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San Joaquin Valley College Blog

Bakersfield campus loses one of their best

February 12, 2016

Respiratory Therapy Program-Director-Kerry Green and graduateThe Bakersfield campus is grieving for the loss of one of their greatest personal and academic influences. Respiratory Therapy Program Director Kerry Green passed away last week and left a vacancy in the hearts of so many.

“He always encouraged all of us to be the best we could be,” says SJVC colleague Brian Ruff, who knew Kerry for 10 years. “His advice was always just to stay calm and not internalize things or take them to heart. I am a much calmer person for his influence.”

Kerry Green brought every bit of himself to work each day. It was as though his first responsibility was to motivate and make others feel good about themselves and their accomplishments, and his second priority was to breathe life into his field of study for Respiratory Therapy students and their instructors.

“The impact he made in the respiratory community and his love and passion for helping others will not be forgotten,” says Sandy Felix, who graduated from the Respiratory Therapy program in 2013. “Even on my worst days, Mr. Green’s calm and gentle demeanor could always put a smile on my face. I am grateful to have had such a kind and loving human being guide me through my time at SJVC.”

Although Kerry had dealt with health issues for several years, his recent collapse and hospitalization were completely unexpected. Doctors were doing everything they could to determine the root cause of his health emergency, and family and friends expected him to pull through.

“The man always had a smile on his face, right up to the end,” says Brian. “Even in the hospital, he was trying to comfort everybody else.”

Bakersfield Campus Director Kelly Macy was one of Kerry’s strongest supporters. “Kerry was slow and steady. He steered the ship, and if we needed it (RT program) to go a certain way, he gently and slowly turned it that way.”

Brian had a keen appreciation for Kerry’s expertise in their shared field. “Kerry was one of the most knowledgeable people I’ve ever met when it comes to respiratory therapy. His care and concern for students and colleagues were unbelievable. He put the students first, and us ahead of him.”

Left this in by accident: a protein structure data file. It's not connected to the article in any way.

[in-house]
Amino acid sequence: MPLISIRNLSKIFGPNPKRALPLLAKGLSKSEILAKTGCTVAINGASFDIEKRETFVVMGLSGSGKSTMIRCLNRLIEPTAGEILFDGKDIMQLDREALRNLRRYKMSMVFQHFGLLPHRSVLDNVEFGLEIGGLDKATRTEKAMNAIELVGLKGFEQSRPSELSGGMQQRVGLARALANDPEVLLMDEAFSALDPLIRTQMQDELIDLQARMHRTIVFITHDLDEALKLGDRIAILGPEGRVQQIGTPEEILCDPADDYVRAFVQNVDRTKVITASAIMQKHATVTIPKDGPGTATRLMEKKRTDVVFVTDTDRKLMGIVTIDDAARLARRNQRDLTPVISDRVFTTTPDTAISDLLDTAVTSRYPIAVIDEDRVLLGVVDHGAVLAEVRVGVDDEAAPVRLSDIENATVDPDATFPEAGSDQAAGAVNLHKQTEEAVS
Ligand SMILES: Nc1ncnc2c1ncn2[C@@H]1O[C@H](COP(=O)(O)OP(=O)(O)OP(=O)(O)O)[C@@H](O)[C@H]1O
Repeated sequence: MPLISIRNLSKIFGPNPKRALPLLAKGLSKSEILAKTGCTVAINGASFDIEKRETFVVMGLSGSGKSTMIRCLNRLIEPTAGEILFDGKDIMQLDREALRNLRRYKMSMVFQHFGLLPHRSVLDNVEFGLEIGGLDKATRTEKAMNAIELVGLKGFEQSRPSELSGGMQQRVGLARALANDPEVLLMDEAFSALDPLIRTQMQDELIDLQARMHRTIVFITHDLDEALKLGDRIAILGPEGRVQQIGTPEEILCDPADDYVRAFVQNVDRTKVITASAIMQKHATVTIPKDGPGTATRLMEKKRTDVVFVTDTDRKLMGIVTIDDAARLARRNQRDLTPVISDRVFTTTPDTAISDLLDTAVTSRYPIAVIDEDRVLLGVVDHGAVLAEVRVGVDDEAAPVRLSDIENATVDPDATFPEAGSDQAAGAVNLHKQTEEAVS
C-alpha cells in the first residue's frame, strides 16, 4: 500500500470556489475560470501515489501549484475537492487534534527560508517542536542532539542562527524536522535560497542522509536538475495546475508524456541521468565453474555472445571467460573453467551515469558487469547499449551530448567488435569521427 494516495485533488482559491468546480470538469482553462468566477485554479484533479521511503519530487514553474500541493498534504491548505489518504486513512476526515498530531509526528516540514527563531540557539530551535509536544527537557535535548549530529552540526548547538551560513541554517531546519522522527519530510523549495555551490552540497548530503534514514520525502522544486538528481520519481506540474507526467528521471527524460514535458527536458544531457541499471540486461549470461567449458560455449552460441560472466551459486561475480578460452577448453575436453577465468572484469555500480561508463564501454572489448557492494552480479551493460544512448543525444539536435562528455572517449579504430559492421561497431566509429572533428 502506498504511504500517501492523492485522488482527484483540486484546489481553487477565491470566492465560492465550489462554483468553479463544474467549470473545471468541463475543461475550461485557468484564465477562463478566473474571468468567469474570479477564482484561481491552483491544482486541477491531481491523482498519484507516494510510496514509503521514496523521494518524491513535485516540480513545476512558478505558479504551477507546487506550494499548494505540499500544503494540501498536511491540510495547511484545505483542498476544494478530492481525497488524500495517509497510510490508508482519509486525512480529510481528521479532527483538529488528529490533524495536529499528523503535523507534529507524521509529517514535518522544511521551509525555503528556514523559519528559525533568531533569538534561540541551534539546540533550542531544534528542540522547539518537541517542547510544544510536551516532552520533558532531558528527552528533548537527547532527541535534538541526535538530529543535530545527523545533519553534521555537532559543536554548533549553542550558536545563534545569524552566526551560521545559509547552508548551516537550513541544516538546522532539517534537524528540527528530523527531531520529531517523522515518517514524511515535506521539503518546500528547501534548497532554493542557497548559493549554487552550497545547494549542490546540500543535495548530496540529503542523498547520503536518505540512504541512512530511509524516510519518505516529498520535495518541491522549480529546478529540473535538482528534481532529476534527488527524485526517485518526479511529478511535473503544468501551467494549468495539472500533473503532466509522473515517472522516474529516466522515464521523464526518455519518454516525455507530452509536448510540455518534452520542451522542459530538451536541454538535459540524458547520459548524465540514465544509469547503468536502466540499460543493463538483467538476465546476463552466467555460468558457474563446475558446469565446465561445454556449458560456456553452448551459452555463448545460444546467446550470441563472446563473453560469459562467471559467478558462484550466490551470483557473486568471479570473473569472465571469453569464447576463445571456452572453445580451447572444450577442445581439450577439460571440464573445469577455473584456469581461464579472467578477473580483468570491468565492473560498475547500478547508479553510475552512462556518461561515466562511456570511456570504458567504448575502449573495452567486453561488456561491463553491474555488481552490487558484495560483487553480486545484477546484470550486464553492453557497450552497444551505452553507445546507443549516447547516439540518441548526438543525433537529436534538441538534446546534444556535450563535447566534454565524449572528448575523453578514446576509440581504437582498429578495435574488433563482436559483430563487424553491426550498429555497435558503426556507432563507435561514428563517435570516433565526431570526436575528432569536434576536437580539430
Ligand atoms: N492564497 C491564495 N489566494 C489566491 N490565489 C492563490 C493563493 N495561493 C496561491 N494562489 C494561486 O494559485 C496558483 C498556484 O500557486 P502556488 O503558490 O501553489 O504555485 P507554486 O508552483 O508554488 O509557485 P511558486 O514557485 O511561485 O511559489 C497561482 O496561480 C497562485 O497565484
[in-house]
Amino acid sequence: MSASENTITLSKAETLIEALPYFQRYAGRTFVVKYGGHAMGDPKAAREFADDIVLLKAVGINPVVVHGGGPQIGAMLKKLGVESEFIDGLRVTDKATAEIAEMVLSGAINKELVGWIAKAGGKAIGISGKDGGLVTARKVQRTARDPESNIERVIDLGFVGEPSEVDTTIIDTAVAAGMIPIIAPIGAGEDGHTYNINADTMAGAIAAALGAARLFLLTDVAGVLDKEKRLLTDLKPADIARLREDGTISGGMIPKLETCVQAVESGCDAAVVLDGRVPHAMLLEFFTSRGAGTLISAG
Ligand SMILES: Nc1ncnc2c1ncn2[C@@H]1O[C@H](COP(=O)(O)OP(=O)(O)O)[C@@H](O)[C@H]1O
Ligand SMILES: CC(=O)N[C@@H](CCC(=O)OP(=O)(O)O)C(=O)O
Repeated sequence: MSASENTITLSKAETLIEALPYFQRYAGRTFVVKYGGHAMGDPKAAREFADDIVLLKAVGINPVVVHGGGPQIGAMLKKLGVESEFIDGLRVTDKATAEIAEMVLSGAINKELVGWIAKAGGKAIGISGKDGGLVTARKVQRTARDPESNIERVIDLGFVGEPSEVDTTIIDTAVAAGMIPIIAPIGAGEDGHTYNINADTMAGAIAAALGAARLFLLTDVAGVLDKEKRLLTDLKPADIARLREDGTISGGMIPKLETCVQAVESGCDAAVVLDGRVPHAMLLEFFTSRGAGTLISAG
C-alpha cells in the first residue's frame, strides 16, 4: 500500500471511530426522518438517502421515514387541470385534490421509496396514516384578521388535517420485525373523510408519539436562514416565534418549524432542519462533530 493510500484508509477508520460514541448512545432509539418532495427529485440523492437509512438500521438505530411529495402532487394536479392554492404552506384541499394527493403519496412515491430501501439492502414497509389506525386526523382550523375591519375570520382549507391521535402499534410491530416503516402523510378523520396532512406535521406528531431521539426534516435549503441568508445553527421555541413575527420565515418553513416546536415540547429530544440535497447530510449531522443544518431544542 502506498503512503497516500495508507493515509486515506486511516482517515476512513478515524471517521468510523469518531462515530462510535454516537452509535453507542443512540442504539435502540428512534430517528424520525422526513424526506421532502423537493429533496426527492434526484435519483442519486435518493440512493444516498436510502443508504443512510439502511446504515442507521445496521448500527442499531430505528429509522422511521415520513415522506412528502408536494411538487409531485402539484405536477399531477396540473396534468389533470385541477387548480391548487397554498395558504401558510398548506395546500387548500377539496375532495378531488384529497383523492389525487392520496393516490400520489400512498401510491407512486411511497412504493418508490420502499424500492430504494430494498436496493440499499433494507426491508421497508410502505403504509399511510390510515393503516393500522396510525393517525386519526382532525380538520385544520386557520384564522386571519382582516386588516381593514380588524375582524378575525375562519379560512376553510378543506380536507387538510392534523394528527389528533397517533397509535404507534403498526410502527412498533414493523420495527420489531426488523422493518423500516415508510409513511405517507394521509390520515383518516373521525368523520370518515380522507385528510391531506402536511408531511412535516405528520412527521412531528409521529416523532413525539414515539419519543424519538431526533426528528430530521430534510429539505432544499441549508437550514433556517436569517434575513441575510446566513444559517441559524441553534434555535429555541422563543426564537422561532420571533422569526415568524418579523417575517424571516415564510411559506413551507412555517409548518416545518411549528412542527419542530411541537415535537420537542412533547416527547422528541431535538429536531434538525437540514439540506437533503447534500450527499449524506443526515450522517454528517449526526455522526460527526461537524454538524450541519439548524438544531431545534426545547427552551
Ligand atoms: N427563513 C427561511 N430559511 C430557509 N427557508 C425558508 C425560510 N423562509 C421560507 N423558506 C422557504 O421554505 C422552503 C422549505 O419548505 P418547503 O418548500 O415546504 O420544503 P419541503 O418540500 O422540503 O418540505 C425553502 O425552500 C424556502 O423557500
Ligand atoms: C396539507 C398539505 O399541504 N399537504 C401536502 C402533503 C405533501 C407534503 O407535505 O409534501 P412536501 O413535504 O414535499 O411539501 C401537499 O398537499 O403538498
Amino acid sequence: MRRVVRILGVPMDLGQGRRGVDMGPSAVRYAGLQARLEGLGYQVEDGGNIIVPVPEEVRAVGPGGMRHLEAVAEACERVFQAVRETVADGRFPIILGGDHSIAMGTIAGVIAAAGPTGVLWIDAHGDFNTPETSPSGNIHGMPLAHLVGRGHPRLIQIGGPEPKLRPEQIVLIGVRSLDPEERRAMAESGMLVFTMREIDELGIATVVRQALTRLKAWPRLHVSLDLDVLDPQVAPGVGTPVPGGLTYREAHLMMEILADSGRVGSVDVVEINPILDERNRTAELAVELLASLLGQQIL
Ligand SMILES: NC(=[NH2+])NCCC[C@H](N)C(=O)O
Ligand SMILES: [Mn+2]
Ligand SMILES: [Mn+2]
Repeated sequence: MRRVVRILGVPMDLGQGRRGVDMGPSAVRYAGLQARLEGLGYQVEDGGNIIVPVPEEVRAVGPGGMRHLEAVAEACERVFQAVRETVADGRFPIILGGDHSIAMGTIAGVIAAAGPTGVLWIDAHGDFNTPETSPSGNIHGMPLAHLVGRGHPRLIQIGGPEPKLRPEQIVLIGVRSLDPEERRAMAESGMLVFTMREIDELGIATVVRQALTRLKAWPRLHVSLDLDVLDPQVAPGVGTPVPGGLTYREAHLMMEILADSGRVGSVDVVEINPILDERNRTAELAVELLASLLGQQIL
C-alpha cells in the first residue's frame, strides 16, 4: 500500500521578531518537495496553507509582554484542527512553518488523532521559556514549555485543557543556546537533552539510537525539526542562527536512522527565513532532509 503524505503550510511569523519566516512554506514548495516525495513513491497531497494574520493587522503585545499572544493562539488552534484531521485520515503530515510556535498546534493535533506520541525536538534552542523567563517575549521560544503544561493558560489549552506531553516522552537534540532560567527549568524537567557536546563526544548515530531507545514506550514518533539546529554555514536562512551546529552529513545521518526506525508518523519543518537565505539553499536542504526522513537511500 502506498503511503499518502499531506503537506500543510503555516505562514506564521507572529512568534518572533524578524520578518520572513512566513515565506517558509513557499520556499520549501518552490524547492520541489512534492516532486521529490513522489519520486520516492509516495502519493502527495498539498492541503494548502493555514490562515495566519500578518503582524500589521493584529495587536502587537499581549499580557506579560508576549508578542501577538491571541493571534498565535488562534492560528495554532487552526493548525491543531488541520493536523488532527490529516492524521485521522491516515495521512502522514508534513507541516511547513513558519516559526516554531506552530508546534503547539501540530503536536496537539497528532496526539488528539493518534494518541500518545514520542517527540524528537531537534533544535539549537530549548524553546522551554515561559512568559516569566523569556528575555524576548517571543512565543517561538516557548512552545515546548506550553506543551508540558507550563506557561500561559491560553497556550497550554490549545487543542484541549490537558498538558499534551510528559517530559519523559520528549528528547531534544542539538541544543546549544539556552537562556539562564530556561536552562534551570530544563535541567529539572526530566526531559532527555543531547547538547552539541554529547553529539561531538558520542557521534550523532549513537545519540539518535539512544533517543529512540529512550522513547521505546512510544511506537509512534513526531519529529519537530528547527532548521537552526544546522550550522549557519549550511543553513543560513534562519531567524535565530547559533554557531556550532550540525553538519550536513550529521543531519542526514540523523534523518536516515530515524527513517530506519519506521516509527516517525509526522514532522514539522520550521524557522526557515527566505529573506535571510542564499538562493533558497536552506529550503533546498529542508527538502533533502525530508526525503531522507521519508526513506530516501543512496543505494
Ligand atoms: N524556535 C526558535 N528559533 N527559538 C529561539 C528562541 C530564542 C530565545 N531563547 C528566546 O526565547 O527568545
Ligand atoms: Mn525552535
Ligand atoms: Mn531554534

Kerry always had an eye out for someone who needed a little help. “There were a million little things he did for others that added up,” says Brian. “He always had some kind of food, or a little extra money around, if he thought someone needed it. Or, if someone needed to talk, he was more than happy to be the one to listen.”

Perhaps no colleague was closer to Kerry than Larry Romero. They met when Kerry interviewed Larry for a Respiratory Therapy instructor position several years ago.

“Right from the handshake, he made me feel like an old friend,” says Larry. “That’s how comfortable Kerry made everyone feel. From that day on, we became great friends.”

Through the years, Kerry set the tempo, standard and attitude he wished his instructors to mirror.

“Watching him instruct and interact with the students had a great influence on how I instruct,” says Larry. “Kerry showed each student respect, and they greatly respected and loved him for it. As long as you showed the drive, he would gently guide you toward the best outcome.”

Kerry’s influence can be felt on all levels of his relationships – students, staff, faculty, friends and family. The lives he has touched are abundant and their voices eager to provide testimony of his generosity, professionalism and affection.

“I believe Kerry would want to be remembered as a humble servant that gave his all to meet the needs of others,” says Larry, who was with Kerry and his wife, Nancy, when he passed away. “He gave of himself and expected nothing in return.”

Kerry was the kind of leader who planned for everything.

“One of the things we had been fighting for really hard was to get interim positions assigned,” says Kelly. “As soon as he went into the hospital, it was important that he knew we had taken care of that so it would be a relief off his mind.”

Those plans are now in effect, as the Respiratory Therapy program stretches to fill an unfillable gap. “Kerry wouldn’t want us to sit around crying and just stop the world,” says Kelly. “He would want us to just keep moving forward.”

As difficult as that may be, all on the Bakersfield campus who knew Kerry will make the effort he would expect.

SJVC has set up a memorial website for those you would like to leave a message in memoriam:

A memorial service for Kerry Green took place on Feb. 11 at Olive Knolls Church in Bakersfield. The Bakersfield campus has set up a gofundme account to help Kerry’s family with medical and funeral service expenses during this most difficult time. “We are hoping to alieve as much financial strain as possible,” says Kelly Macy. “Any amount would be appreciated.”

To donate, please visit